Article

Corinne Robins

(b New Orleans, LA, May 6, 1926).

African American painter. Edward Clark experienced the excitement of being part of the younger generation of Abstract Expressionists and over a period of 50 years built up a solid body of work that has made something both unique and original out of his commitment to Jackson Pollock’s (1912–56) principles of action and spontaneity.

Born in New Orleans in 1926, Clark grew up in Chicago and, after studying at the Chicago Art Institute, took advantage of the GI Bill and went to Paris. There, he enrolled in the Académie de la Grande Chaumière in 1951 and by 1952 came under the influence of Paul Cézanne (1839–1906) and of Cubism. In 1954, the American Center for Students and Artists became interested in the artistic activity in Montparnasse studios and presented an exhibition titled Grandes Toiles de Montparnasse, in which Clark participated and was described in a review in ...

Article

David Anfam

Term referring to the work of such Abstract Expressionists as Barnett Newman, Mark Rothko, and Clyfford Still and to various subsequent American painters, including Morris Louis, Kenneth Noland, Frank Stella, Jules Olitski, and Helen Frankenthaler. The popularity of the concept stemmed largely from Clement Greenberg’s formalist art criticism, especially his essay ‘American-type Painting’, written in 1955 for Partisan Review, which implied that Still, Newman, and Rothko had consummated a tendency in modernist painting to apply colour in large areas or ‘fields’. This notion became increasingly widespread and doctrinaire in later interpretations of Abstract Expressionism, until the movement was effectively divided into ‘gesturalist’ and ‘colour field’ styles despite the narrow and somewhat misleading overtones of each category.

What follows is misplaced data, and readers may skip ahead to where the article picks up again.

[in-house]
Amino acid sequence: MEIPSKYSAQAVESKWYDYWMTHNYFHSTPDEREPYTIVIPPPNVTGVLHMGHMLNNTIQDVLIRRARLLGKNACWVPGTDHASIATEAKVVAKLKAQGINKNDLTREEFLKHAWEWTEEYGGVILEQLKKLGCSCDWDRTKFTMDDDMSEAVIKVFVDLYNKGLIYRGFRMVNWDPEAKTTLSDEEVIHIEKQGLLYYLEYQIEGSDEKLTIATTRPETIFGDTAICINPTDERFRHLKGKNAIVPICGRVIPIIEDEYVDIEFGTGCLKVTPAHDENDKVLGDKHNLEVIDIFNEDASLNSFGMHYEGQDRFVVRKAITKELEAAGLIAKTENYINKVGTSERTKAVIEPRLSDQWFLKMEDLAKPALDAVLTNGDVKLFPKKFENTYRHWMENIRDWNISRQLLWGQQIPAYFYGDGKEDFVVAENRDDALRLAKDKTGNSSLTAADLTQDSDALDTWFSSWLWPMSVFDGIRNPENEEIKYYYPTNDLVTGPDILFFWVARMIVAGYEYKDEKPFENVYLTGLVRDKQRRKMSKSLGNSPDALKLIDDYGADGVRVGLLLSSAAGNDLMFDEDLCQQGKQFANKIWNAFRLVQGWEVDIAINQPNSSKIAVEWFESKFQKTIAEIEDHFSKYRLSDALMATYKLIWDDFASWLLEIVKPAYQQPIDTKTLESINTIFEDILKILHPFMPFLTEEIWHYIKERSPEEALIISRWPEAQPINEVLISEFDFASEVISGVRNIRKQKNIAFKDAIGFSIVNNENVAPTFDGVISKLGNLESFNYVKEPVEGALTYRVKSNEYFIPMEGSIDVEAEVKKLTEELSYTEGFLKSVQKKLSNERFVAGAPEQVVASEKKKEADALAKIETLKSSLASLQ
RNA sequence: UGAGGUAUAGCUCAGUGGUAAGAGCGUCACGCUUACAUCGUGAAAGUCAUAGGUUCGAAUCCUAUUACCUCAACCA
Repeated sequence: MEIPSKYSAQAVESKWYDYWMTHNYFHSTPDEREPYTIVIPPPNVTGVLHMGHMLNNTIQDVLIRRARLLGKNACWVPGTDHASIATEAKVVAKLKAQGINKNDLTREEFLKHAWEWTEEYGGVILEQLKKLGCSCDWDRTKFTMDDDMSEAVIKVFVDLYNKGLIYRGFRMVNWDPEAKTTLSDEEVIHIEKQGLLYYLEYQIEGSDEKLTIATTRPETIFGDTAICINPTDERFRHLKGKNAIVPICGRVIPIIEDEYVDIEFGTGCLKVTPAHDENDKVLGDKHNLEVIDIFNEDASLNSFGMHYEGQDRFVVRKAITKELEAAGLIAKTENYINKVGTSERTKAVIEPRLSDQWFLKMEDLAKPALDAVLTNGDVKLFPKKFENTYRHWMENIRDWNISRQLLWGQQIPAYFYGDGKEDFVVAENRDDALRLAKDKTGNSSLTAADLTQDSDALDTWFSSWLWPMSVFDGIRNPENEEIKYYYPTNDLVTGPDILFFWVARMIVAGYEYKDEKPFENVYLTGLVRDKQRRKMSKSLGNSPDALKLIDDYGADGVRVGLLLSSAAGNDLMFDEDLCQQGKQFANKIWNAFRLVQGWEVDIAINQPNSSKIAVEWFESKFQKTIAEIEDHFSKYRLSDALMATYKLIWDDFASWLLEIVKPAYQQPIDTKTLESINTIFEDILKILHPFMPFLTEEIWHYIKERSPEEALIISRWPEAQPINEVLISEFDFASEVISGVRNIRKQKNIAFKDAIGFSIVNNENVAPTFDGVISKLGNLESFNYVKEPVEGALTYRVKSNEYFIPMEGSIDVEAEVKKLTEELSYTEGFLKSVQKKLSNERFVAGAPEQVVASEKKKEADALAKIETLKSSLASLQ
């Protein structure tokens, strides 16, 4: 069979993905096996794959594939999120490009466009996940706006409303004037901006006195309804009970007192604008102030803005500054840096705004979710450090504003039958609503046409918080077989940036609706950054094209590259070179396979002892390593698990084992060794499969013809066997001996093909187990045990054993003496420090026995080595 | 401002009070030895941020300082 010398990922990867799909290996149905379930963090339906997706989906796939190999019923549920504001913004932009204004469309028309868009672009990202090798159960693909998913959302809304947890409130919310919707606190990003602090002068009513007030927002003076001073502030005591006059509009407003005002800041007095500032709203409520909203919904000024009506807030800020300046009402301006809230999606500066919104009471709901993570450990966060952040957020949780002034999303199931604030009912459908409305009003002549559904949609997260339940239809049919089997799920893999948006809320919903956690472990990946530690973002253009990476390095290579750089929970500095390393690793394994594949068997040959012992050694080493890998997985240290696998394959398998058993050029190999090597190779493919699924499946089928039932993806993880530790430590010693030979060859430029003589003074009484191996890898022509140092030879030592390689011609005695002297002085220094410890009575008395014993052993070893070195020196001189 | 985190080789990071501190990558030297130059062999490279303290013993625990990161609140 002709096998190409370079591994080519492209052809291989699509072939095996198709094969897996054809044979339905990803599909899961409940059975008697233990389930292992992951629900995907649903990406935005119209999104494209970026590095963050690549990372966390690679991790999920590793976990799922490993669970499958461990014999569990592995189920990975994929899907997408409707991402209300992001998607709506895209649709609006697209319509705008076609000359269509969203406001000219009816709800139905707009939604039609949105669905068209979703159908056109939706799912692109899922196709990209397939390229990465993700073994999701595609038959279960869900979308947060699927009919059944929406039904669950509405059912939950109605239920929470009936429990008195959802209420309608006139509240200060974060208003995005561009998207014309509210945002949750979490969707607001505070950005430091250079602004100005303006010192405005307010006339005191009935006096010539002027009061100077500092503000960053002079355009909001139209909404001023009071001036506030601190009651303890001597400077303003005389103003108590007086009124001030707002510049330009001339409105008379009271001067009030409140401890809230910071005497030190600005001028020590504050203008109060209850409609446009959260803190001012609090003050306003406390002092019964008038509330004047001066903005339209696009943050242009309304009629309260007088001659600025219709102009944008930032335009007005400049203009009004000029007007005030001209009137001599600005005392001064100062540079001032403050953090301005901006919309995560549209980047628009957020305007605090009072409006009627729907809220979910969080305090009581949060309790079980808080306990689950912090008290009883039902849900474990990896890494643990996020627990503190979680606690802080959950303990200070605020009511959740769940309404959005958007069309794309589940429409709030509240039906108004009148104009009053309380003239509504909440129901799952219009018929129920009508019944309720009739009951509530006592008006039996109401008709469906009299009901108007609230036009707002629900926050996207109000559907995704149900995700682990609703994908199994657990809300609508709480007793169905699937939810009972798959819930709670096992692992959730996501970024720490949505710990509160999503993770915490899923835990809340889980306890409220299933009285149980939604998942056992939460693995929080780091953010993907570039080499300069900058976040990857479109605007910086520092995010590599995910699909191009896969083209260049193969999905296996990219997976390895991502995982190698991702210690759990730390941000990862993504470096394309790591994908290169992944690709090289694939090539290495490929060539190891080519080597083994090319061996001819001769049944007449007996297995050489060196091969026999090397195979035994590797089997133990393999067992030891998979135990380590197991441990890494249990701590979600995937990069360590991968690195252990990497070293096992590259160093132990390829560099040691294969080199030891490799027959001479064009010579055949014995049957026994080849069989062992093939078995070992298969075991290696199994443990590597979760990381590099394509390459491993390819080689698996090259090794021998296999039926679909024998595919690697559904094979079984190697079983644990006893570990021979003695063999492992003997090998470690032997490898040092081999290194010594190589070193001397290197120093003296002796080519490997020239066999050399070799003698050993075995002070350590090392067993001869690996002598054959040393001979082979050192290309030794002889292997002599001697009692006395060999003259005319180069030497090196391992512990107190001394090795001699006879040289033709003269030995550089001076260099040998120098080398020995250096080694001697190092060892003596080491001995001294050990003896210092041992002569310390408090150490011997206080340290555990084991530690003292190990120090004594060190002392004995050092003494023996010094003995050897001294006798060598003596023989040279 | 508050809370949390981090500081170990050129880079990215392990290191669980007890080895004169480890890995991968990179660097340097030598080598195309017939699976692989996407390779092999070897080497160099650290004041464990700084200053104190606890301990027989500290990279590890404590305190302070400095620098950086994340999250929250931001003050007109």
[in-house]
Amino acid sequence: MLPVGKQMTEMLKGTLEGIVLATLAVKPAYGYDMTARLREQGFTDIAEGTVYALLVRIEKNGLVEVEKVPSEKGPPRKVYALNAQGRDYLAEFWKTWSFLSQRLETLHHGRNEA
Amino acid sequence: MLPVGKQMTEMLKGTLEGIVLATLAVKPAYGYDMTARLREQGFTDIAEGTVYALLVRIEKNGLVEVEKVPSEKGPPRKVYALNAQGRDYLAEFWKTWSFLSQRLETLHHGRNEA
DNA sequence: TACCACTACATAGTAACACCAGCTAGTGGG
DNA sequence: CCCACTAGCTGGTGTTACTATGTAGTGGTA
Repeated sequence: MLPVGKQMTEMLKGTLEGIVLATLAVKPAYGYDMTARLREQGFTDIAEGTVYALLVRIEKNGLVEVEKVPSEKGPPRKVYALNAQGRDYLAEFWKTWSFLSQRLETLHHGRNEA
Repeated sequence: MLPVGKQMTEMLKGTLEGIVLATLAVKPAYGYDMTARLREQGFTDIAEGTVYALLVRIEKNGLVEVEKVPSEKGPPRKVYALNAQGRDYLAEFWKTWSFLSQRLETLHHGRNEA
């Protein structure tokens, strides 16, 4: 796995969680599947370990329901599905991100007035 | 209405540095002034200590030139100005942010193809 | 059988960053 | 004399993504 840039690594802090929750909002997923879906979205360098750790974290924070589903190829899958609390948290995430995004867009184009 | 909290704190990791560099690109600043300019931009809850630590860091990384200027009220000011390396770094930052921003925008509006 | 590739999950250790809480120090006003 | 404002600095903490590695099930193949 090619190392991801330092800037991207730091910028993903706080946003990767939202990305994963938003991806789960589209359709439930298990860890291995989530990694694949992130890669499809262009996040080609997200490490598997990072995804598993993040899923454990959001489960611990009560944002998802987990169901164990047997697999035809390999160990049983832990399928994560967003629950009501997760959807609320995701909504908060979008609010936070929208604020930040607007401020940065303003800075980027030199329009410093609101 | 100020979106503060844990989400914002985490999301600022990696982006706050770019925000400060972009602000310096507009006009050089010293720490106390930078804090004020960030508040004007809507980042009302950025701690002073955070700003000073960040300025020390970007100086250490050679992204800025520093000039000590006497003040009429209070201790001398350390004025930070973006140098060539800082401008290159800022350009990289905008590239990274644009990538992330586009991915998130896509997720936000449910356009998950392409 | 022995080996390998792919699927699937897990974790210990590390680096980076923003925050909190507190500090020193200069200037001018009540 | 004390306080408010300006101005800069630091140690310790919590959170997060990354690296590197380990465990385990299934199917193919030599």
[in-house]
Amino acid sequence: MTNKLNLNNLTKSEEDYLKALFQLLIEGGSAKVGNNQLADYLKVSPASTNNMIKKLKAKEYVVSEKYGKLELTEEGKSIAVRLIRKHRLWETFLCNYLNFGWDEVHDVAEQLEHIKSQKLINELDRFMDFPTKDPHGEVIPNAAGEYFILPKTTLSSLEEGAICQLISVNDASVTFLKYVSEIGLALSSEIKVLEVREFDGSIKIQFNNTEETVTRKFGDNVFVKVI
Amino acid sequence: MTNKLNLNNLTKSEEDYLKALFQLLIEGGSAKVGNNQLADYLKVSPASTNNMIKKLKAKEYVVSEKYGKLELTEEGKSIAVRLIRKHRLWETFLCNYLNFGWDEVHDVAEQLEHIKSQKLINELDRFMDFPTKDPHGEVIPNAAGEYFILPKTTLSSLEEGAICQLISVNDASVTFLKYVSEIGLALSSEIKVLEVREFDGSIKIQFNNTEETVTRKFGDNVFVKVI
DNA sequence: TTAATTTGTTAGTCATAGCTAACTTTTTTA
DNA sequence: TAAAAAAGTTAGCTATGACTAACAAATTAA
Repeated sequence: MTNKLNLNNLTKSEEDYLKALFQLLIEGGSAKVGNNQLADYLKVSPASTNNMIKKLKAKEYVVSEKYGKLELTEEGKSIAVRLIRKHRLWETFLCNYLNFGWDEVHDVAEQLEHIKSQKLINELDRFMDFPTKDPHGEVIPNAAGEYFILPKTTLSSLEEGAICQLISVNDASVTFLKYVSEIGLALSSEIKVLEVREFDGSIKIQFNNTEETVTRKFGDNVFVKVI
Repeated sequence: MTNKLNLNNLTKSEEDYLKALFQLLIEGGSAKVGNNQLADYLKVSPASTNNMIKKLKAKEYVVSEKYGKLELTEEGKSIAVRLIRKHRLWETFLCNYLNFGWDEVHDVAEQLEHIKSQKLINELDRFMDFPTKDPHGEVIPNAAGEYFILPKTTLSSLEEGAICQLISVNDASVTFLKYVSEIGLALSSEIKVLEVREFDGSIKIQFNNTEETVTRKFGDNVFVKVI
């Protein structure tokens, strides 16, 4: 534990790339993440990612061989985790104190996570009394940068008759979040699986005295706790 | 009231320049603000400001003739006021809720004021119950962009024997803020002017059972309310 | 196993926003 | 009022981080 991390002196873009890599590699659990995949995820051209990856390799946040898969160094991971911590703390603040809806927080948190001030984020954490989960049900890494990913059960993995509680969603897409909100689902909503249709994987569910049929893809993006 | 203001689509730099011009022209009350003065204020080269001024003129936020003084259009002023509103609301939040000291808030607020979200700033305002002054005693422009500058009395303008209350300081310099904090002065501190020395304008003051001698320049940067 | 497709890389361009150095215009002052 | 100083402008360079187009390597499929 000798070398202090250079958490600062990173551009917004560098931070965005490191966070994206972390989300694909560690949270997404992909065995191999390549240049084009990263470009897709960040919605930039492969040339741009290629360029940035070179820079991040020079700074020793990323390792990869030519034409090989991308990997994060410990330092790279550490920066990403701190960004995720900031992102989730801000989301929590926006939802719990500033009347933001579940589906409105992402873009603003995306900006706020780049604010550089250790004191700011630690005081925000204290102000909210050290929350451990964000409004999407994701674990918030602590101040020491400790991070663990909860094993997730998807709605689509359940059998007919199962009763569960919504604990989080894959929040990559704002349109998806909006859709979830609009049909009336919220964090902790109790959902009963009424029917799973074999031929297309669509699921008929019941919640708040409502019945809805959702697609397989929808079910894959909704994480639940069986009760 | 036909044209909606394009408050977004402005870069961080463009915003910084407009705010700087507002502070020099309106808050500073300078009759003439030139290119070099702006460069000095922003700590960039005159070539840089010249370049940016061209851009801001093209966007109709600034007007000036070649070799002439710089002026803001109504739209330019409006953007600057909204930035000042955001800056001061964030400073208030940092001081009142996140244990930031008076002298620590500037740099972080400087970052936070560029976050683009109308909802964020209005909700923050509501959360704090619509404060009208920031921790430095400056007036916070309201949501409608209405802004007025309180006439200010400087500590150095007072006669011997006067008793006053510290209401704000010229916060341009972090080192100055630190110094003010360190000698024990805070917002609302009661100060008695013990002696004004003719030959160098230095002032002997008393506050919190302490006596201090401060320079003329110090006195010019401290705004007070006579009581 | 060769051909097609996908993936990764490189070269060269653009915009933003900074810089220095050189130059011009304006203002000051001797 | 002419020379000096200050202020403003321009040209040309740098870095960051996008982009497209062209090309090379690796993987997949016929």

Among the main characteristics of Abstract Expressionist colour field painting are its use of hues close in tonal value and intensity, its radically simplified compositions, and the choice of very large formats. From the later 1950s ...

Article

Marshall N. Price

[Ferren, Millard James]

(b Pendleton, OR, Oct 17, 1905; d Southampton, NY, July 25, 1970).

American painter. Born Millard James Ferren, following high school in Los Angeles, Ferren took the first name John and moved to San Francisco where he learned stonecarving, worked as a telephone engineer and had contact with modernist artists such as Yun Gee and Rinaldo Cuneo (1877–1939). He initially worked as a sculptor but soon began painting. Ferren traveled to Europe twice as a young man, first in 1929 and then later from 1931 to 1938, residing in Paris and Mallorca, Spain. While in Europe he studied at the académies Colorossi and Ronson, as well as the Sorbonne and the universities of Florence, Italy, and Salamanca, Spain. In Paris he became friendly with artists who were codifying the language of abstract art such as Piet (er Cornelis) Mondrian, Jean Hélion, Joaquín Torres García (1874–1949) and S(tanley) W(illiam) Hayter, among others. Ferren played a role in bringing this language to America, first as part of the exhibition ...

Article

Anne K. Swartz

(b Philadelphia, PA, Jan 14, 1939).

American painter. Fishman is an abstract painter who came of age at the end of the 1960s when Abstract Expressionism was the dominant mode of painting and the Women’s Movement was gaining momentum. She attended the Philadelphia College of Art, and the Pennsylvania Academy of Fine Arts, eventually receiving her BFA and BS degree from Tyler School of Fine Arts. There she received two senior prizes—the First Painting Prize, Student Exhibit, Tyler School of Art, and the Bertha Lowenberg Prize for the Senior Woman to Excel in Art (1963). She went on to receive her MFA from University of Illinois in Champaign (1965); that same year, she relocated to New York City. She received numerous grants and fellowships, including National Endowment for the Arts grants (1975–6; 1983–4; 1994); a Guggenheim Fellowship in Painting (1979); a fellowship to the MacDowell Colony in New Hampshire (...

Article

Anna Moszynska

(b San Mateo, CA, June 25, 1923; d Santa Monica, CA, Nov 4, 1994).